Traffic light rating system

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How to Use RAG Status Ratings to Track Project Performance
Get regular status updates. Your name Your email address Message. Navy , use traffic light terminology for sexual harassment education. Green light behaviour is normal discussions or actions, such as discussing work or assisting someone on stairs. The letters R, A and G are used in addition to swatches of colour, so that the system can be used by colour-blind readers.

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traffic light rating system

Navy , use traffic light terminology for sexual harassment education. Green light behaviour is normal discussions or actions, such as discussing work or assisting someone on stairs. Yellow light behaviour is potentially offensive behavior, such as sexist jokes or patting someone on the behind.

Red light behaviour is obvious sexual harassment such as sexual requests. The Full Wiki Search: Traffic light rating system: Many of our articles have direct quotes from sources you can cite, within the Wikipedia article!

This article doesn't yet, but we're working on it! See more info or our list of citable articles. From Wikipedia, the free encyclopedia A Traffic light rating system is a system for simply indicating the status of a variable using the familiar red, amber yellow or green of traffic lights. European Union energy label. Traffic light signpost labelling. This is not strictly a 'traffic light' but by analogy a scale of seven values that run from red to green through intermediate colours.

Again this is not strictly a 'traffic light' since there are likely to be more than three colours. In many factories, different stations on the production line s are equipped with factory monitoring and control systems; attached to such systems is a 'traffic light' status indicator which is generally visible from many places within the factory.

Green typically indicates normal levels of production; amber indicates that production has slowed or attention is otherwise warranted ; red indicates that production has stopped or the line is down. In the British Civil Service and other departments of the United Kingdom government , traffic light colours are used as a coding system for good or bad performance, usually known as a 'RAG rating'—Red, Amber, Green.

For example, a red workload performance would mean inadequate, amber would mean reasonable, and green would mean good.

The letters R, A and G are used in addition to swatches of colour, so that the system can be used by colour-blind readers. When status reporting how well a milestone , project , program or portfolio is performing or being delivered, project managers often use a RAG rating to indicate how on track or at risk is the project, its deliverables or tasks. More recently, an additional status colour, blue, has been introduced [ citation needed ] to show where milestones or components of a milestone, project, programme, or portfolio are complete.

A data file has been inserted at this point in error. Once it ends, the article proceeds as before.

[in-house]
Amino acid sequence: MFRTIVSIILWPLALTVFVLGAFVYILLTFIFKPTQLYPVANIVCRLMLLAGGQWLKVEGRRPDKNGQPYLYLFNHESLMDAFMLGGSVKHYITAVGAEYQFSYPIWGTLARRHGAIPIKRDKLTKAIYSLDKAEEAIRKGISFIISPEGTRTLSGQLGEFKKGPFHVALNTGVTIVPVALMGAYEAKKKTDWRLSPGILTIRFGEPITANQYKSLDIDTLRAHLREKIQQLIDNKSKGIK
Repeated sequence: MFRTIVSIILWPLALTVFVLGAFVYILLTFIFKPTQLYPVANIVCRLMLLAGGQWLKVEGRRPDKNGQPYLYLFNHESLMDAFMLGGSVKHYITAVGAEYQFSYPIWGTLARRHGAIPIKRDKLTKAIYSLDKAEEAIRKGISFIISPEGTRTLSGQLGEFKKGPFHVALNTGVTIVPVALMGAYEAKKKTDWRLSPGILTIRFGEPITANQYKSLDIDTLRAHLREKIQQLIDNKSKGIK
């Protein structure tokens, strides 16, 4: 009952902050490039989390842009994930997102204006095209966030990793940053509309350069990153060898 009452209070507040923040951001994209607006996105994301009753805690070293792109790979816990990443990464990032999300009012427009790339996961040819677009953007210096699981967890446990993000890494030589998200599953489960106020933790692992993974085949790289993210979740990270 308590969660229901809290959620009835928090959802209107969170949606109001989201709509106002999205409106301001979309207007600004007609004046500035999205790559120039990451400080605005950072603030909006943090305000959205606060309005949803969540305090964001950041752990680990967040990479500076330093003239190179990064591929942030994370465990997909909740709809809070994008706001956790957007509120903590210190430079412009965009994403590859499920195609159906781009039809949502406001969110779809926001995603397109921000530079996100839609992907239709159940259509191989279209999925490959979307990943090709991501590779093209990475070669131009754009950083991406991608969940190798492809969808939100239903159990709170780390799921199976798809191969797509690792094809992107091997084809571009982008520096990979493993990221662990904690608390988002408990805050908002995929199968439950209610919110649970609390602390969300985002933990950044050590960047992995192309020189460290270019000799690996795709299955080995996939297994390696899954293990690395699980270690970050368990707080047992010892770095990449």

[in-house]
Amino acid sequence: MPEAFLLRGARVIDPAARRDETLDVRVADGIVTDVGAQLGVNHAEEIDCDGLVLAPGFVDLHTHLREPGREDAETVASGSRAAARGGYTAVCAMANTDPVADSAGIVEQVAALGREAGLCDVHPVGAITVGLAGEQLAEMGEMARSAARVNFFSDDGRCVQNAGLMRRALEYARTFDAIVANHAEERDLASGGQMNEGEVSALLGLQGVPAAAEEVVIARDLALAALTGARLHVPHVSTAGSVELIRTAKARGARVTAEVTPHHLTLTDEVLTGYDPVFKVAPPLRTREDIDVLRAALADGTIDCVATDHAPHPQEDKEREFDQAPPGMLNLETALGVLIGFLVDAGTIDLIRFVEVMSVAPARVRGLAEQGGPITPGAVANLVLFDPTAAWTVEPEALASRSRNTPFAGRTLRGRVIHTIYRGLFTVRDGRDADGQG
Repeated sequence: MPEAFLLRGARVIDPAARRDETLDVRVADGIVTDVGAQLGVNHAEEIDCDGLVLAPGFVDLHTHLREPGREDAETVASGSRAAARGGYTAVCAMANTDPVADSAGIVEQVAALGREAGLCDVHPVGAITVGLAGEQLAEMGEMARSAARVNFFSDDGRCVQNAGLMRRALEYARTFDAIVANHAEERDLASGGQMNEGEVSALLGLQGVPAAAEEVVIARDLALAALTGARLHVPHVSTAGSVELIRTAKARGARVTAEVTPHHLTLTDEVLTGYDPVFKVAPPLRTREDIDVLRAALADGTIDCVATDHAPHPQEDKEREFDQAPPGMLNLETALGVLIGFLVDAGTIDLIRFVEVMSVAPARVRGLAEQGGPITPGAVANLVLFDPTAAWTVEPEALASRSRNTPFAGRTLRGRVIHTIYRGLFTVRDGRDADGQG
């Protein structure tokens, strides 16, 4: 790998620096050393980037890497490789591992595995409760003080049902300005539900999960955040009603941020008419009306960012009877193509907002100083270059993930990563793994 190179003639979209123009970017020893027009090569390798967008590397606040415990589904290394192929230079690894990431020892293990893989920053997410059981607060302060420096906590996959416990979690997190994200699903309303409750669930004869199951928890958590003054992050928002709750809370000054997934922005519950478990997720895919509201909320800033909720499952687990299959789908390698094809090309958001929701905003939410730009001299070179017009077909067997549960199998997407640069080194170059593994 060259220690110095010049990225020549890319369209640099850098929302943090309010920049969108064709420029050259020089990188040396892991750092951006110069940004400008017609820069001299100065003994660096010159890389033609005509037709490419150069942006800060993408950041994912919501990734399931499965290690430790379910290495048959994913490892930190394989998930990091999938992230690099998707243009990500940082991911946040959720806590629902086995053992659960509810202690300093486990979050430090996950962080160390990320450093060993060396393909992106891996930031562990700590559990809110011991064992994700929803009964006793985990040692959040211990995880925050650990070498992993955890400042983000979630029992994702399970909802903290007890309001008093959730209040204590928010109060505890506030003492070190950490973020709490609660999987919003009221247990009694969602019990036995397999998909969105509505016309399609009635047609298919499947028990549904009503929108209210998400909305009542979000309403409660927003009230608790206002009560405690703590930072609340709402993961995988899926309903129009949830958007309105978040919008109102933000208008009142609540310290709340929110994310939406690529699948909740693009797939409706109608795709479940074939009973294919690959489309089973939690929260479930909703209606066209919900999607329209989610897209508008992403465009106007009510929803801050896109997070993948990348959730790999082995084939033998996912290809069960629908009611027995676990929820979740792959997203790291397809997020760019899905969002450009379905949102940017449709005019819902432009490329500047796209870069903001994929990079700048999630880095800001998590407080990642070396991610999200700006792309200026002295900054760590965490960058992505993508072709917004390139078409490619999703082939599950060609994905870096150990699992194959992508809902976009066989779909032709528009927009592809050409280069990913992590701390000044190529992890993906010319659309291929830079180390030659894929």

He also introduced a variation of the blue milestone, adding a red outline for items delivered or completed late. This ensured late delivery remained visible as opposed to focus simply switching to other areas of a programme where the status might turn red through an inter-dependency as a result of the late delivery and no fault of that particular area.

It is understandable by most people, therefore offering designers an established set of guides for grouping data based on their status. But often, when working with a complex system like Weekdone , just 3 statuses are not enough.

An Objective can have 3 major statuses when a quarter has ended: Off track , at risk , and on track. But the latest update of Weekdone OKR software calculates OKR status automatically, in real time , based on completion and time that has passed since the beginning of a quarter. This means that the previously 3 values needed an extra, which would indicate that a person has exceeded the expectation for being on track.

So, on to expanding the traffic-light styled RAG color coding. We need an extra color. But where does it come from and how does it fit into the existing pattern that people are familiar with? One might start with retaining the start and end values of the system Red and Green , and trying to divide the middle Amber with 2 possible values, like this:.

It definitely gets us 4 steps that are equally far from each other, but it does not show us Amber, so it breaks the established pattern.

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